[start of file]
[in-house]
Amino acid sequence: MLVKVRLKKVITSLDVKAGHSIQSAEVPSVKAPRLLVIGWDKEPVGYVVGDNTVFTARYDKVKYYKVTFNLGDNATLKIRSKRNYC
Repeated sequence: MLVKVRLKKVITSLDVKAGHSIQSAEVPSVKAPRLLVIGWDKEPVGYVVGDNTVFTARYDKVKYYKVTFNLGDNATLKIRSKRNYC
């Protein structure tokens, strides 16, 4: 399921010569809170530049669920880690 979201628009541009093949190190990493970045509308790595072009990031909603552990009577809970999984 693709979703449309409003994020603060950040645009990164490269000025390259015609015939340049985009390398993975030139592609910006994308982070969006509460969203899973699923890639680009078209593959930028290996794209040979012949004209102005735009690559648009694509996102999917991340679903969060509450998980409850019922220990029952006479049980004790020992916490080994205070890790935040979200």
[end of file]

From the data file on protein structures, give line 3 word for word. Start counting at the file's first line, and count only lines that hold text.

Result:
Repeated sequence: MLVKVRLKKVITSLDVKAGHSIQSAEVPSVKAPRLLVIGWDKEPVGYVVGDNTVFTARYDKVKYYKVTFNLGDNATLKIRSKRNYC